Chavez in a 2007 photo in front of a portrait of 19th Century hero Simon Bolivar

“Recently, the U.S. Commission for International Religious Freedom put a spotlight on government-sponsored anti-Semitism,” wrote Morgan. “The Commission sent letters earlier this month to U.S. Assistant Secretary of State for Western Hemisphere Affairs Thomas Shannon Jr. and to U.N. Special Rapporteur on Freedom of Religion and Belief Asma Jahangir expressing concern about increasing incidents.”

In particular, the report cited an attack on the Tiferet Israel Synagogue in the Venezuelan capital of Caracas and quoted Commission Chair Felice D. Gaer saying, “Over the past several years, the Jewish community has suffered as President Chavez and government-affiliated media publicly made anti-Semitic remarks and published anti-Semitic cartoons and opinions.”

Morgan also recounted Chavez’ expulsion of hundreds of Christian missionaries, accusing them of contaminating the cultures of indigenous populations. His Ministry of Interior revoked their permission to serve in the Venezuelan jungles or run schools, clinics and nutrition centers that had been in operation for decades. Chavez called the missionaries “imperialists” and proclaimed he felt “ashamed” at their presence.

Singled out by Chavez was New Tribes Ministries, “which preaches to non-Christian indigenous peoples,” reported the BBC, “one of Latin America’s biggest missionary organizations” which ”has 3,200 workers and operates in 17 countries, with operations in West Africa and Southeast Asia, too.”

Christian workers were forced to leave remote tribal areas and other pulled out after Chavez officials warned that they, too, would be expelled and banned from working with indigenous tribes if they did not leave voluntarily.

Chavez called the Christian missionaries “part of a broader conspiracy in Washington to topple a president whose regional influence is growing thanks to massive oil revenues,” reported BBC’s Simon Watts. “U.S. officials clearly do not like Chavez much, but they strongly deny any plot and it is also hard to tell how genuinely the Venezuelan president believes what he says.

“Like his friend Fidel Castro, Chavez thrives on conflict and finds it politically useful to portray himself as a victim of U.S. aggression.”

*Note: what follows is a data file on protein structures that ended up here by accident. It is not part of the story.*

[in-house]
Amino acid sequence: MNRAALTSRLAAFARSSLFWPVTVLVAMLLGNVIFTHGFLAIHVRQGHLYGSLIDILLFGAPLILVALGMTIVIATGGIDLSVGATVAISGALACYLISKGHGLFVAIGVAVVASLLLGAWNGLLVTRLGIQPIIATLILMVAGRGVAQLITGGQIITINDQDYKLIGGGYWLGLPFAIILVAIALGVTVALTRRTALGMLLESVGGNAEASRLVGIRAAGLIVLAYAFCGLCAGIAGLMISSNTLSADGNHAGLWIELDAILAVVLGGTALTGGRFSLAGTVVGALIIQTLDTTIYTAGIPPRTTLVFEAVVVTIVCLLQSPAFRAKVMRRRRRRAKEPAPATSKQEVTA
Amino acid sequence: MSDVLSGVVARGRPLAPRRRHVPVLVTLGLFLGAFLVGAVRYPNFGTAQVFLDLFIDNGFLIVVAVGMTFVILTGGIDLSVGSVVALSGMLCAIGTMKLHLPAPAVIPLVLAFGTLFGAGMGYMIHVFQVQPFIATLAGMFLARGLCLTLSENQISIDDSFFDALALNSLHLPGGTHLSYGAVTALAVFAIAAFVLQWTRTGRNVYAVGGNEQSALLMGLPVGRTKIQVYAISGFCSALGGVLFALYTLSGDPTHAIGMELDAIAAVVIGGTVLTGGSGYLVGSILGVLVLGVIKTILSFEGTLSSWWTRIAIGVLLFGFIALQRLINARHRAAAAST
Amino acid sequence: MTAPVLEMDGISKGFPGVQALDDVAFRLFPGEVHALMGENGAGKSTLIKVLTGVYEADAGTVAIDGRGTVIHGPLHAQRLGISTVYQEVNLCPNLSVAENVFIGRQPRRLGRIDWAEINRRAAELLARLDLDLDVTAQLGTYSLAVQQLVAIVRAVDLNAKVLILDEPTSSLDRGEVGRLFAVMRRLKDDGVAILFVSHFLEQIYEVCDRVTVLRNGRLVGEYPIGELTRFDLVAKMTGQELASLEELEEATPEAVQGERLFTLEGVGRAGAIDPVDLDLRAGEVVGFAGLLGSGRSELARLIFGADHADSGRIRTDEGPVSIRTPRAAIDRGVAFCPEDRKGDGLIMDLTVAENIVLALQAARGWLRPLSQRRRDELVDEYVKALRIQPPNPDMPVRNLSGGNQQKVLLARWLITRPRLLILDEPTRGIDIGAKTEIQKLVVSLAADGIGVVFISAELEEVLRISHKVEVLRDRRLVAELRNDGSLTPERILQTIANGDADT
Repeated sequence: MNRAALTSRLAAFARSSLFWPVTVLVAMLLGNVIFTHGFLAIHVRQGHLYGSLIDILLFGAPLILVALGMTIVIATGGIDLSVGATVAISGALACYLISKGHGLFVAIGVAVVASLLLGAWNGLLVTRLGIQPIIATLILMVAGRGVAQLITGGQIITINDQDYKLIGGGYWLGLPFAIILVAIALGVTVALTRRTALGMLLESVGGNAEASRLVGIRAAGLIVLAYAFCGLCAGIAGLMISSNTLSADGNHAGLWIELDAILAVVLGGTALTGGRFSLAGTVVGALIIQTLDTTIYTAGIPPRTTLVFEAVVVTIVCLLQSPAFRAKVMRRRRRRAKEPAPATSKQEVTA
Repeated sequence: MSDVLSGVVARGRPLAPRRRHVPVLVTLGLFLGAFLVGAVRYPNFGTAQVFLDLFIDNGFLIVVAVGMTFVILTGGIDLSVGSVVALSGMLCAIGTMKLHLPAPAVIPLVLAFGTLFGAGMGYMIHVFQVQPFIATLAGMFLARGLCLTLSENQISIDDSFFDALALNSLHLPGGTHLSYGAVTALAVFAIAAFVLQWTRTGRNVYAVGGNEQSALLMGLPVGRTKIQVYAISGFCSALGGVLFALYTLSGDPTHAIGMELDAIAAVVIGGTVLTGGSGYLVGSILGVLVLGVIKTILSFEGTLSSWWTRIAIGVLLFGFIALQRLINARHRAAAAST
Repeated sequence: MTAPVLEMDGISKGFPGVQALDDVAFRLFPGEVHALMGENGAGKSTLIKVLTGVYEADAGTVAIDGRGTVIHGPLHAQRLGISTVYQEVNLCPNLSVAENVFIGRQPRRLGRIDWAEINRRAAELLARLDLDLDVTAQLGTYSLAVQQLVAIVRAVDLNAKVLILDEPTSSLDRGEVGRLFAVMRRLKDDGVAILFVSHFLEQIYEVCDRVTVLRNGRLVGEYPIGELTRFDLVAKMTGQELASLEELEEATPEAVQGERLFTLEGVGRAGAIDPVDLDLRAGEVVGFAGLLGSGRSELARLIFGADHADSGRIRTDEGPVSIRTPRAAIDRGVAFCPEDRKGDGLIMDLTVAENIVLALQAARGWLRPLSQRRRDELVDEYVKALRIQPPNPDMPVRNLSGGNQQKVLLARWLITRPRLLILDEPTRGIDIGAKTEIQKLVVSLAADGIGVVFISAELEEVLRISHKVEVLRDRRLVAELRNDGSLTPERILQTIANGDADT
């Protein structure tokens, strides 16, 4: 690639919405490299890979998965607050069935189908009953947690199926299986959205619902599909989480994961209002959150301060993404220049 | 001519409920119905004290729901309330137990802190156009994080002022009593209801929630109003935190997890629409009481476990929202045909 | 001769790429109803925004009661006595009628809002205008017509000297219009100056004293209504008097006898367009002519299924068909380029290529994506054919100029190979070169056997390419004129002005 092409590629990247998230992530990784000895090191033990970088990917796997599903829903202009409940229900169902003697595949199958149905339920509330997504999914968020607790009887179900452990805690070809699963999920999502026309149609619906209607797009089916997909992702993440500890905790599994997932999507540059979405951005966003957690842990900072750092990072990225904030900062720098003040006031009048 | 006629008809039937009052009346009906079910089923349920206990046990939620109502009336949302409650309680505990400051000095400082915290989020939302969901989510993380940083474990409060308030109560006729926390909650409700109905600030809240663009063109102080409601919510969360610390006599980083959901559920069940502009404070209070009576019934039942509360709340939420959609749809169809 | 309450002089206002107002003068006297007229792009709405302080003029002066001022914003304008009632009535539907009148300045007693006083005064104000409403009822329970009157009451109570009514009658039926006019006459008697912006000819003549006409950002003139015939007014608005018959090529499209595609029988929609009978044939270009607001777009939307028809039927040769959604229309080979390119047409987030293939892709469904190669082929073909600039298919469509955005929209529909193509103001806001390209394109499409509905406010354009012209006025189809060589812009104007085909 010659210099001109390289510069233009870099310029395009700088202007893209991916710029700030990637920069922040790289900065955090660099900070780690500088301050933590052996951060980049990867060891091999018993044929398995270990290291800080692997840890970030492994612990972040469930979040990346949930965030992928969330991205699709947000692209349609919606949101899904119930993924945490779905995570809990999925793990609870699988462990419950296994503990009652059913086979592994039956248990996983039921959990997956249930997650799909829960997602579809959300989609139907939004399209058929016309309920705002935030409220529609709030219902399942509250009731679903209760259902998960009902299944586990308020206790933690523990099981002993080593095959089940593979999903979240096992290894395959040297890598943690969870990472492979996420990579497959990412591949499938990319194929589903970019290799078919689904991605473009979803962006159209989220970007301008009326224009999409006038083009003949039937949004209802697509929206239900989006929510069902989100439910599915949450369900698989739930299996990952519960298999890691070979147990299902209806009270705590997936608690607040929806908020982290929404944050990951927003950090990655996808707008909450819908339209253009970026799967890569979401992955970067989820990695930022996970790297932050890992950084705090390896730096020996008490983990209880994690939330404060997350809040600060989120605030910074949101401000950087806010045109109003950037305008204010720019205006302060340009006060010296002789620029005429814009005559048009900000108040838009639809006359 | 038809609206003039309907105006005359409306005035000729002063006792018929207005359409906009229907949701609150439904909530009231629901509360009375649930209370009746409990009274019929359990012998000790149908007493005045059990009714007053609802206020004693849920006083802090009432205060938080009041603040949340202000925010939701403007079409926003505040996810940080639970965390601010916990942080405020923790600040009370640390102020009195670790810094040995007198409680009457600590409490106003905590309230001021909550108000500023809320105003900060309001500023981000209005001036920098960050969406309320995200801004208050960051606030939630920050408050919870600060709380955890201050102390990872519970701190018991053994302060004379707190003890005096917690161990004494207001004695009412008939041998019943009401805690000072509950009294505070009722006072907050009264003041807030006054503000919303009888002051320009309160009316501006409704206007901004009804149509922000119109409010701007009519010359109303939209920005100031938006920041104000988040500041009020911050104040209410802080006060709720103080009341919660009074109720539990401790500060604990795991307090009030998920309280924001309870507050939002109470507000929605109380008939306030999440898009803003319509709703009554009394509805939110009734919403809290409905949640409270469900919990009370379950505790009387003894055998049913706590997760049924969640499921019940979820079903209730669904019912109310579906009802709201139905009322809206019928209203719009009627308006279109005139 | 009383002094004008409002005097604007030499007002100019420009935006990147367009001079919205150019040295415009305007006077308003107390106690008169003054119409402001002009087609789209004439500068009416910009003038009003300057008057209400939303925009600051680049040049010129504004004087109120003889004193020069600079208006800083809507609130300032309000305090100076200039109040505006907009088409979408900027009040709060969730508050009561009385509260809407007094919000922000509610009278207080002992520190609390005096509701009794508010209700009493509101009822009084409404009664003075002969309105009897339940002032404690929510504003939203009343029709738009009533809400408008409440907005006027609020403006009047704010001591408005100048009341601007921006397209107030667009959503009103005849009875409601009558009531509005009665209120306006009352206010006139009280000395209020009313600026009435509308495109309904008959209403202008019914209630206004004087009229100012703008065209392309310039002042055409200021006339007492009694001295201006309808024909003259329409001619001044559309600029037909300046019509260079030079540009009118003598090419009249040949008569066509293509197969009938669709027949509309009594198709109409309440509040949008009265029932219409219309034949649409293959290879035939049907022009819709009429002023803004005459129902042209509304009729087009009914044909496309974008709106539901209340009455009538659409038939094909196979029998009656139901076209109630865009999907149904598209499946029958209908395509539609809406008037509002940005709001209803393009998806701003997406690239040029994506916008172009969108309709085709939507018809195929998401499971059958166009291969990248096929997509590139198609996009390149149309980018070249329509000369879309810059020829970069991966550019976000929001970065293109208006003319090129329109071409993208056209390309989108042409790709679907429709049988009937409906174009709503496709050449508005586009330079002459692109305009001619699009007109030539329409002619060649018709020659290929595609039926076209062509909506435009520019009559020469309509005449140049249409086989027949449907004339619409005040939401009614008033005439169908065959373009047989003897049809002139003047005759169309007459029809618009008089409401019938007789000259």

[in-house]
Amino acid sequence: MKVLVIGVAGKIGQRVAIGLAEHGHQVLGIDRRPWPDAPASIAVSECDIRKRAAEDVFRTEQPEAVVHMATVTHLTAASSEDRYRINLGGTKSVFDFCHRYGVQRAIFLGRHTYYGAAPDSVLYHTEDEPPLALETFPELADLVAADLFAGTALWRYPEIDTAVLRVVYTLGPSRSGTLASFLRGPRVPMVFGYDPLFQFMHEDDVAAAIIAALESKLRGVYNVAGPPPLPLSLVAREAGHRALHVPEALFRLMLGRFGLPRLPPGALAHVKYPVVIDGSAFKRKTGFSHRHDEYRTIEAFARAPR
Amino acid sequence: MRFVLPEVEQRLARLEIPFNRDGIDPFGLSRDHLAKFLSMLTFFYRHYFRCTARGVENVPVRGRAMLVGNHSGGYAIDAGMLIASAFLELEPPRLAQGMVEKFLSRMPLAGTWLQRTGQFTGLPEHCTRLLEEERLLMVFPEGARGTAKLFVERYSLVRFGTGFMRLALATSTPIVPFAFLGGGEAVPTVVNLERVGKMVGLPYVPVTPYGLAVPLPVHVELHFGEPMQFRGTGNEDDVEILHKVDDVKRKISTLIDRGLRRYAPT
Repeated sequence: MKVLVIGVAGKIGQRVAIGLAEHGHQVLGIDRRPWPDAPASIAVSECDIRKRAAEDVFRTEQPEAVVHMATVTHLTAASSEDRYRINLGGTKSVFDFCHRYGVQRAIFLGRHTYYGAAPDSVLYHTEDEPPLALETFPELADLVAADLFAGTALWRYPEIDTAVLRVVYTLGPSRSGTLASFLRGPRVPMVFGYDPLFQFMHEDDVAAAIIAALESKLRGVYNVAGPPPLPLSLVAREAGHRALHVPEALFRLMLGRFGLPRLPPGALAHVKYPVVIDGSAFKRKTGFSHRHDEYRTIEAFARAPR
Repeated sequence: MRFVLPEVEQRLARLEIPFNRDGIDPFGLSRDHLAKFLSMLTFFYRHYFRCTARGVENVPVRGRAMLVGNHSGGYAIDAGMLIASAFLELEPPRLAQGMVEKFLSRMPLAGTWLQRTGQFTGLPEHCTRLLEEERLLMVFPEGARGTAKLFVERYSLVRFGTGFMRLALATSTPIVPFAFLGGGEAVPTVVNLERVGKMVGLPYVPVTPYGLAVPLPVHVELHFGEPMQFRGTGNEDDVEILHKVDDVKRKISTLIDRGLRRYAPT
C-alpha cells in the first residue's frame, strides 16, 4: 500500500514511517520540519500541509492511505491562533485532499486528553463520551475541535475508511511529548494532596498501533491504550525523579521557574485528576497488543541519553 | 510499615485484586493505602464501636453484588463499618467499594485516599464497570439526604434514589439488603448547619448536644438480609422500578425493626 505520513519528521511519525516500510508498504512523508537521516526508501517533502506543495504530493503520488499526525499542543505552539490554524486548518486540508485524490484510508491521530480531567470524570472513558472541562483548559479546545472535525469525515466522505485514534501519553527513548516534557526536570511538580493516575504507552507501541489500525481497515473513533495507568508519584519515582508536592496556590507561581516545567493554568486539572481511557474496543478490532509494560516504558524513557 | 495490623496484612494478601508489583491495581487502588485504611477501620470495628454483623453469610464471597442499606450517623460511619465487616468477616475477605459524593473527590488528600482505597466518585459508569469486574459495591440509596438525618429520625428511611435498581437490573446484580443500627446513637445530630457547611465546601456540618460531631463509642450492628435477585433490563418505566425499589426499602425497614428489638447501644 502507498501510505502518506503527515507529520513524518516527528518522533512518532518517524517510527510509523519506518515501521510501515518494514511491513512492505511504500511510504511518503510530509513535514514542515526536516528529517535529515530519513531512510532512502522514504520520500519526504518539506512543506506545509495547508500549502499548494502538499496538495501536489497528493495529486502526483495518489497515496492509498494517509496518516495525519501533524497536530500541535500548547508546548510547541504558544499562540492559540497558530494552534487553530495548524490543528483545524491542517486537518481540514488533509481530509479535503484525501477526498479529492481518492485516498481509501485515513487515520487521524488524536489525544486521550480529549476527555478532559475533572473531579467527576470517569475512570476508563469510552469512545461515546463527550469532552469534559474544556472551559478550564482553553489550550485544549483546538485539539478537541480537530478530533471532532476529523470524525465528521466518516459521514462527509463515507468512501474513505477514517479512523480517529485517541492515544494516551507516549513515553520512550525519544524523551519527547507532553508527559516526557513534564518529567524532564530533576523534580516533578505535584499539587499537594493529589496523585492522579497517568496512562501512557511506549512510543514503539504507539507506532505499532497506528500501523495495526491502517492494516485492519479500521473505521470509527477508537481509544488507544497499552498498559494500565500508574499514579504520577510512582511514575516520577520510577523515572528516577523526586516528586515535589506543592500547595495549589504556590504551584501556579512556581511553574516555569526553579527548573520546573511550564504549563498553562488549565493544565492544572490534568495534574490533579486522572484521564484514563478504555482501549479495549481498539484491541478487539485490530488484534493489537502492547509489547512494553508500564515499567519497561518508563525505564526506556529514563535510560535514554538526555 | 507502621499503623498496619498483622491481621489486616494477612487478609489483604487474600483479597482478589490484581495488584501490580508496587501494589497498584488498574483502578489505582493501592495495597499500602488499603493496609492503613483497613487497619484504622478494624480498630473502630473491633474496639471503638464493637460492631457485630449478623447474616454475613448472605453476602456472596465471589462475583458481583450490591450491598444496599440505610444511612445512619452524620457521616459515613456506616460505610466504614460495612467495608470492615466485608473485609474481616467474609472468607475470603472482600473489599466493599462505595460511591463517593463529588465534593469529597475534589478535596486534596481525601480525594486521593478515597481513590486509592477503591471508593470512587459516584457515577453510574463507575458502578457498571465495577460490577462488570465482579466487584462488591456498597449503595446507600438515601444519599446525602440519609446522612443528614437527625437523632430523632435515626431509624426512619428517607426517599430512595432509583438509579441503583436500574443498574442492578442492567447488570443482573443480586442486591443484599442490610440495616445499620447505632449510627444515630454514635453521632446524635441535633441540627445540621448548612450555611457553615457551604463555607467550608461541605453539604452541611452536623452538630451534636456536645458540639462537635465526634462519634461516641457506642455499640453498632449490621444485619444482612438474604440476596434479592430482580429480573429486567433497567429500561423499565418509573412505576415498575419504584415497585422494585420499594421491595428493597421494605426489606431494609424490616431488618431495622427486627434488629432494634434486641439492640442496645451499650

“The Associated Press’ Christopher Toothaker has a long and fascinating look at Venezuelan President Hugo Chavez,” reported Molly Hemingway a few days ago for  “Let’s get right into it. Here’s the top of the piece:

“CARACAS, Venezuela — Venezuelan President Hugo Chavez has spent much of his career praising the socialist ideas of famed atheists such as Karl Marx and Fidel Castro. Now in the thick of a prolonged battle against cancer, however, the leftist leader is drawing inspiration more than ever from a spiritual leader: Jesus Christ.

“Chavez has been praying for divine intervention during increasingly infrequent appearances on television, holding up a crucifix while vowing to overcome his illness. He says living with cancer has made him ‘more Christian.’”

His voice cracking with emotion, “‘I’m sure our Christ will do it again, continuing making the miracle,’ Chavez said as he raised his cross to his lips and kissed it, prompting applause from an audience of aides.

“If Chavez survives cancer, political analysts say his increasing religiosity could pay election-year dividends in a country where Catholicism remains influential.”

“And,” observes Hemingway, “it goes on like that for a while. The report is detailed and includes quite a bit of perspective from analysts (including of the skeptical variety). He’s apparently become quite outspoken about his faith, even crying during a televised Mass with relatives. The article is illustrated with a picture of Chavez holding up a crucifix and kissing it.”

“The story of Hugo Chávez’s presidency in Venezuela since he first

arrived in office in 1999 has been a bit like the dance of the seven veils,” noted the Economist magazine a few years ago.

Chavez in full presidential regalia

His pilgrimage to Iran’s sacred Islamic shrine to the Imam Rida, caused an uproar in the Iranian press, reported Australia’s News Limited. Outraged Muslims criticized him “of being a communist and an atheist. They further criticized the Islamic Republic for allowing him to enter the shrine.”

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